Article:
Following the central bank’s monthly report, the Bundesbank has downgraded growth forecasts in Germany for both this and next year. However, the institution suggests a recovery for the euro area may well be on the horizon, having recorded a rise in business confidence in May.
Bundesbank cut its December projections for 2013 from 0.4 to 0.3, and stated that growth would amount to 1.5 percent in 2014, a 0.4 percent drop on the previous estimation. The revised figures were “due mainly to downward revisions with regard to the external environment,” said the bank.
The downgrade follows the IMF’s decision to cut it’s 2013 growth forecast in half to 0.3 percent.
“Much will depend on whether the economic situation stabilises in the euro-area crisis countries and whether expansionary forces will gradually gain the upper hand there,” said the central bank’s President, Jens Weidmann. “A sustained upturn in the world economy is just as important as a precondition for the growth path we have assumed.”
Europe’s largest economy narrowly escaped recession through the first quarter, posting 0.1 percent growth, the likes of which was in large part due to private consumption having offset disappointing exports.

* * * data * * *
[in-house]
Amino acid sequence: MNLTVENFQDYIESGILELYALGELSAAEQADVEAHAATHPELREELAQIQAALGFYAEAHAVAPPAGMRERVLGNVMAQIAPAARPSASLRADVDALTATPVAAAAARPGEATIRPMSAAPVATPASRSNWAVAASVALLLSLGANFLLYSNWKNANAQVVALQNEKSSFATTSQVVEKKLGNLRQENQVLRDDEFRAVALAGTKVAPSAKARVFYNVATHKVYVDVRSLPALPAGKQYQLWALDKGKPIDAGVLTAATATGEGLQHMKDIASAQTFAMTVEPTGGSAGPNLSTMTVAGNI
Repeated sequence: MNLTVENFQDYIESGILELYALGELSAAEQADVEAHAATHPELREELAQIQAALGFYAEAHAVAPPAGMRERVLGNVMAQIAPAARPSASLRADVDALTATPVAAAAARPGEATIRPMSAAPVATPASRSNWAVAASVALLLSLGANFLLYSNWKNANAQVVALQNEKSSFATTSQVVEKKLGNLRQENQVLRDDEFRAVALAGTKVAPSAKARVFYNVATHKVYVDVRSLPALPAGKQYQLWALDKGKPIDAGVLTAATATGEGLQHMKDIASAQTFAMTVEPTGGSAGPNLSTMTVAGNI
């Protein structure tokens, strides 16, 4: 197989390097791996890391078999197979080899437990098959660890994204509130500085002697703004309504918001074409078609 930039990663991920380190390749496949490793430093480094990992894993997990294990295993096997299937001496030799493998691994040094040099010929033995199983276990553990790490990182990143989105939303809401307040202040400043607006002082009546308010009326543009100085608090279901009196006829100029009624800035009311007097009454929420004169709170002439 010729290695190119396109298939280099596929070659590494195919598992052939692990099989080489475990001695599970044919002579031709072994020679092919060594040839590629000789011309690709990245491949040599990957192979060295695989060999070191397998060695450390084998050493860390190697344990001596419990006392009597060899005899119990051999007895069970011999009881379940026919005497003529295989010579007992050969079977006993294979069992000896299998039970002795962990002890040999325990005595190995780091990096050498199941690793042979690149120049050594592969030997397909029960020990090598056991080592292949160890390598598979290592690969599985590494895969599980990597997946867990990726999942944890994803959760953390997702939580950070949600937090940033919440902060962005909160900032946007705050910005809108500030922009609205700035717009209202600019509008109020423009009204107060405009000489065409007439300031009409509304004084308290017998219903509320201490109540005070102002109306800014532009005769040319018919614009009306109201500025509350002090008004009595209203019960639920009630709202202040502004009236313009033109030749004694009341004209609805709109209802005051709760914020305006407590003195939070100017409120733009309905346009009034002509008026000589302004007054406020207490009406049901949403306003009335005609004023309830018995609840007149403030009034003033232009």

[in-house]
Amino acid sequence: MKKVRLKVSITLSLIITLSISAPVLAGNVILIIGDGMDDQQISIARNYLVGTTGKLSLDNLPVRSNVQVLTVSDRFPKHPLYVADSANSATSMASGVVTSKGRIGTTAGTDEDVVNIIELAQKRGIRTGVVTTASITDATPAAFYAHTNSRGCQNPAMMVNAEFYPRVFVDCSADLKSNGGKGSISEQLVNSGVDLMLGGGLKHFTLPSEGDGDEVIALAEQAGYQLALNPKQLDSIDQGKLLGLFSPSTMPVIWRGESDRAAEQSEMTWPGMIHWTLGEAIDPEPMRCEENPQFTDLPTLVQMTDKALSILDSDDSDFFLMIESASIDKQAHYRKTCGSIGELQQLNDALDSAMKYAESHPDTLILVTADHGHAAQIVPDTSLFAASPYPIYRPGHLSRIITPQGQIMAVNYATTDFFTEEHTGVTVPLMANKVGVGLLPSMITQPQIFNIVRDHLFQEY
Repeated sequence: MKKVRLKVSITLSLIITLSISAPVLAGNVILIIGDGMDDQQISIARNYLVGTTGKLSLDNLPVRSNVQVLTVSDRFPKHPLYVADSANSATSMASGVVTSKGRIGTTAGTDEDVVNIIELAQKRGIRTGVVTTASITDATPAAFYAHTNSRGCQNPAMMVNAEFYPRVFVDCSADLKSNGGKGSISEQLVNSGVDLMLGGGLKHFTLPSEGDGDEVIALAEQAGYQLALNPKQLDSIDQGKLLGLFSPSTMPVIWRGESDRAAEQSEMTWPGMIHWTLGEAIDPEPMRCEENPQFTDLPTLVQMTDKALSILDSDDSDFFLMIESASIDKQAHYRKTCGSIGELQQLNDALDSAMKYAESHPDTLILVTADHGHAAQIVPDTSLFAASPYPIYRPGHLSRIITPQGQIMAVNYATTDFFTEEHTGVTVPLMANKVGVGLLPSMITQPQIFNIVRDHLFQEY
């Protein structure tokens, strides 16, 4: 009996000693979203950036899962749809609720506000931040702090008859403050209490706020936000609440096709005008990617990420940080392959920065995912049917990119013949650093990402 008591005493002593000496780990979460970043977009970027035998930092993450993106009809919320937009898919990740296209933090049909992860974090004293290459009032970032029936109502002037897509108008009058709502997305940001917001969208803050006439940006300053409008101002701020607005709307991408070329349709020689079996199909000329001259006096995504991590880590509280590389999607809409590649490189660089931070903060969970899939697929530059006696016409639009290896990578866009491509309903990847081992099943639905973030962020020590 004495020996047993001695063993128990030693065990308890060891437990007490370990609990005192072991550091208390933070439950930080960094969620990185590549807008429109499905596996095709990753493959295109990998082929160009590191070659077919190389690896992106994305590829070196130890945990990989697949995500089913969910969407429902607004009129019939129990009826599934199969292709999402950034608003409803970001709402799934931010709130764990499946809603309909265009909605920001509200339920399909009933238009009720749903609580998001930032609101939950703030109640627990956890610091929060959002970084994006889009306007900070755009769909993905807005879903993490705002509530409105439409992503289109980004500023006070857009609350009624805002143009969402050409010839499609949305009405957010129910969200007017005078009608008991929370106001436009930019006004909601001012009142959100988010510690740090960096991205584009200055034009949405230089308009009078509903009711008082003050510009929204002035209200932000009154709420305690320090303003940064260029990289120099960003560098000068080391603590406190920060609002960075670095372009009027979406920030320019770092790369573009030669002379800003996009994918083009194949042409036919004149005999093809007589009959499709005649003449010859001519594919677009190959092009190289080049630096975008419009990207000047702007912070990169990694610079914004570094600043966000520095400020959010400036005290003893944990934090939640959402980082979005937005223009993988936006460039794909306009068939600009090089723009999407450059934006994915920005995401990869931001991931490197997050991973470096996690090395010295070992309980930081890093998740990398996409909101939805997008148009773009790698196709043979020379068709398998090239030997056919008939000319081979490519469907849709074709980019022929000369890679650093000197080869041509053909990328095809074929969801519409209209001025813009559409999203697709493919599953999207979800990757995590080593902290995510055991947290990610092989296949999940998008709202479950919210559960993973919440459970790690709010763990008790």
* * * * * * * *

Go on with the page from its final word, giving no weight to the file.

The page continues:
The bank wrote in a related statement: “In the euro area the economy appears to be bottoming out. Nevertheless, the Bundesbank sees continuing structural problems as standing in the way of a rapid improvement. This is likely to place a major strain on the German economy, which is integrated into the international division of labour.
“Consolidation and reform efforts appear to be slackening. This could have a negative effect on the financial markets and further intensify the debt crises. Confidence would then be further eroded, which would also have negative consequences for the cyclical outlook for the German economy.”
The bank anticipates the euro area to offer “no meaningful stimuli” to the German economy until 2014 at the earliest. However, despite the euro-area crisis, Bundesbank expect Germany to later this year demonstrate a modest recovery, in large part due to a robust labour market, significant wage increases and slowing inflation.
The bank’s inflation figures were revised upwards this year to 1.6 percent from 1.5 percent, though reduced to 1.5 percent from 1.6 percent for 2014.